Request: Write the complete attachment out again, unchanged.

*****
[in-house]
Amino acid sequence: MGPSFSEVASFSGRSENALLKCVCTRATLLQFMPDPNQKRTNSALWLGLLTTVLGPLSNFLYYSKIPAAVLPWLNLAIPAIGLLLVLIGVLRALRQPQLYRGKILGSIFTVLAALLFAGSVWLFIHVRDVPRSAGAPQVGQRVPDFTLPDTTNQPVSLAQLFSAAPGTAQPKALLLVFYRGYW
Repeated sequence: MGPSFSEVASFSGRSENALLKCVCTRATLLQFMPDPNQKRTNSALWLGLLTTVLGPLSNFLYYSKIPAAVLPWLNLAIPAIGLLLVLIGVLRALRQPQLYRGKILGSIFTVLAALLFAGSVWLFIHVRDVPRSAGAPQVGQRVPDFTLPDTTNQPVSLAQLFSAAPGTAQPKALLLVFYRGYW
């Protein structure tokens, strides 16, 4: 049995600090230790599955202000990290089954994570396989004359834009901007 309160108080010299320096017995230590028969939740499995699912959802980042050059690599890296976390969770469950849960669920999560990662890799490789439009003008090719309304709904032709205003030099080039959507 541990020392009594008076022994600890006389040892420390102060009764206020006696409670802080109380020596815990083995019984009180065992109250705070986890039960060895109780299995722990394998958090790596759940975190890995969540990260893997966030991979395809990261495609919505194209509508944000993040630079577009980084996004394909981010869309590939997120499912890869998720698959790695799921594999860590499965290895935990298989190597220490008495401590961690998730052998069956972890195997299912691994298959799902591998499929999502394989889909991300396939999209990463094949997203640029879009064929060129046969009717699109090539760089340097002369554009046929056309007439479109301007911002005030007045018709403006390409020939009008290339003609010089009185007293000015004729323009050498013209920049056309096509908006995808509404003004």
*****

[in-house]
Amino acid sequence: MGPSFSEVASFSGRSENALLKCVCTRATLLQFMPDPNQKRTNSALWLGLLTTVLGPLSNFLYYSKIPAAVLPWLNLAIPAIGLLLVLIGVLRALRQPQLYRGKILGSIFTVLAALLFAGSVWLFIHVRDVPRSAGAPQVGQRVPDFTLPDTTNQPVSLAQLFSAAPGTAQPKALLLVFYRGYW
Repeated sequence: MGPSFSEVASFSGRSENALLKCVCTRATLLQFMPDPNQKRTNSALWLGLLTTVLGPLSNFLYYSKIPAAVLPWLNLAIPAIGLLLVLIGVLRALRQPQLYRGKILGSIFTVLAALLFAGSVWLFIHVRDVPRSAGAPQVGQRVPDFTLPDTTNQPVSLAQLFSAAPGTAQPKALLLVFYRGYW
């Protein structure tokens, strides 16, 4: 049995600090230790599955202000990290089954994570396989004359834009901007 309160108080010299320096017995230590028969939740499995699912959802980042050059690599890296976390969770469950849960669920999560990662890799490789439009003008090719309304709904032709205003030099080039959507 541990020392009594008076022994600890006389040892420390102060009764206020006696409670802080109380020596815990083995019984009180065992109250705070986890039960060895109780299995722990394998958090790596759940975190890995969540990260893997966030991979395809990261495609919505194209509508944000993040630079577009980084996004394909981010869309590939997120499912890869998720698959790695799921594999860590499965290895935990298989190597220490008495401590961690998730052998069956972890195997299912691994298959799902591998499929999502394989889909991300396939999209990463094949997203640029879009064929060129046969009717699109090539760089340097002369554009046929056309007439479109301007911002005030007045018709403006390409020939009008290339003609010089009185007293000015004729323009050498013209920049056309096509908006995808509404003004």